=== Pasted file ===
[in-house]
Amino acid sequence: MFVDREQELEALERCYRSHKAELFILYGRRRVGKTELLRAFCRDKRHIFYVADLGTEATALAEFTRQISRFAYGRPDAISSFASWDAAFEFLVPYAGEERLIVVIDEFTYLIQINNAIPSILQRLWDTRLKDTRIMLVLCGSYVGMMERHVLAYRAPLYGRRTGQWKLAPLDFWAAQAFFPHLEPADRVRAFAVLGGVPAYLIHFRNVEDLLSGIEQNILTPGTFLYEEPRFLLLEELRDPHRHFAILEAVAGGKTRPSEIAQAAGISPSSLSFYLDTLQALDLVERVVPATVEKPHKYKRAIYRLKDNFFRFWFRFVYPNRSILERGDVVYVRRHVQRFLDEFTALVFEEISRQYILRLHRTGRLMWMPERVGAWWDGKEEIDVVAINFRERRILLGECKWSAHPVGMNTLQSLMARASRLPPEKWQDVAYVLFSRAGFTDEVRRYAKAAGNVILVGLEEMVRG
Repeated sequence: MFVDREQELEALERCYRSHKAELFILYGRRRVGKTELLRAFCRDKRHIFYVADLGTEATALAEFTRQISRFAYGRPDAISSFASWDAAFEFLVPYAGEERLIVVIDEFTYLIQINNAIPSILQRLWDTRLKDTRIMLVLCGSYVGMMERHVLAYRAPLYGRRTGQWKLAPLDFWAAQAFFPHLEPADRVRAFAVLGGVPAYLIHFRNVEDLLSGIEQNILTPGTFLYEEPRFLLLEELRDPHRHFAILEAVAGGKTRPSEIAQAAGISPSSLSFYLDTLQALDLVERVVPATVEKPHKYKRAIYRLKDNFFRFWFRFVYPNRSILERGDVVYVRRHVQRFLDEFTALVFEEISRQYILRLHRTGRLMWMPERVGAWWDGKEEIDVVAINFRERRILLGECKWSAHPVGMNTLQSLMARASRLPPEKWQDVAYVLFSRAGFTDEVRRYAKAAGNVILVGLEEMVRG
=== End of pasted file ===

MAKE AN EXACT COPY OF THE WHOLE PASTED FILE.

[in-house]
Amino acid sequence: MFVDREQELEALERCYRSHKAELFILYGRRRVGKTELLRAFCRDKRHIFYVADLGTEATALAEFTRQISRFAYGRPDAISSFASWDAAFEFLVPYAGEERLIVVIDEFTYLIQINNAIPSILQRLWDTRLKDTRIMLVLCGSYVGMMERHVLAYRAPLYGRRTGQWKLAPLDFWAAQAFFPHLEPADRVRAFAVLGGVPAYLIHFRNVEDLLSGIEQNILTPGTFLYEEPRFLLLEELRDPHRHFAILEAVAGGKTRPSEIAQAAGISPSSLSFYLDTLQALDLVERVVPATVEKPHKYKRAIYRLKDNFFRFWFRFVYPNRSILERGDVVYVRRHVQRFLDEFTALVFEEISRQYILRLHRTGRLMWMPERVGAWWDGKEEIDVVAINFRERRILLGECKWSAHPVGMNTLQSLMARASRLPPEKWQDVAYVLFSRAGFTDEVRRYAKAAGNVILVGLEEMVRG
Repeated sequence: MFVDREQELEALERCYRSHKAELFILYGRRRVGKTELLRAFCRDKRHIFYVADLGTEATALAEFTRQISRFAYGRPDAISSFASWDAAFEFLVPYAGEERLIVVIDEFTYLIQINNAIPSILQRLWDTRLKDTRIMLVLCGSYVGMMERHVLAYRAPLYGRRTGQWKLAPLDFWAAQAFFPHLEPADRVRAFAVLGGVPAYLIHFRNVEDLLSGIEQNILTPGTFLYEEPRFLLLEELRDPHRHFAILEAVAGGKTRPSEIAQAAGISPSSLSFYLDTLQALDLVERVVPATVEKPHKYKRAIYRLKDNFFRFWFRFVYPNRSILERGDVVYVRRHVQRFLDEFTALVFEEISRQYILRLHRTGRLMWMPERVGAWWDGKEEIDVVAINFRERRILLGECKWSAHPVGMNTLQSLMARASRLPPEKWQDVAYVLFSRAGFTDEVRRYAKAAGNVILVGLEEMVRG